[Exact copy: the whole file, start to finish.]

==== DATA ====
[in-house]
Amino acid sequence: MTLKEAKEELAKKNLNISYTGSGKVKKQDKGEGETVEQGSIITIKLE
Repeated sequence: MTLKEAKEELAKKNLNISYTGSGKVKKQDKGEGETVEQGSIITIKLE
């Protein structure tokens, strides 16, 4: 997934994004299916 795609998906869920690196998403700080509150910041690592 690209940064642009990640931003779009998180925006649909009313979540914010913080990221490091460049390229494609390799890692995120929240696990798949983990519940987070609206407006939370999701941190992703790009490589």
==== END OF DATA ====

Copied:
[in-house]
Amino acid sequence: MTLKEAKEELAKKNLNISYTGSGKVKKQDKGEGETVEQGSIITIKLE
Repeated sequence: MTLKEAKEELAKKNLNISYTGSGKVKKQDKGEGETVEQGSIITIKLE
């Protein structure tokens, strides 16, 4: 997934994004299916 795609998906869920690196998403700080509150910041690592 690209940064642009990640931003779009998180925006649909009313979540914010913080990221490091460049390229494609390799890692995120929240696990798949983990519940987070609206407006939370999701941190992703790009490589």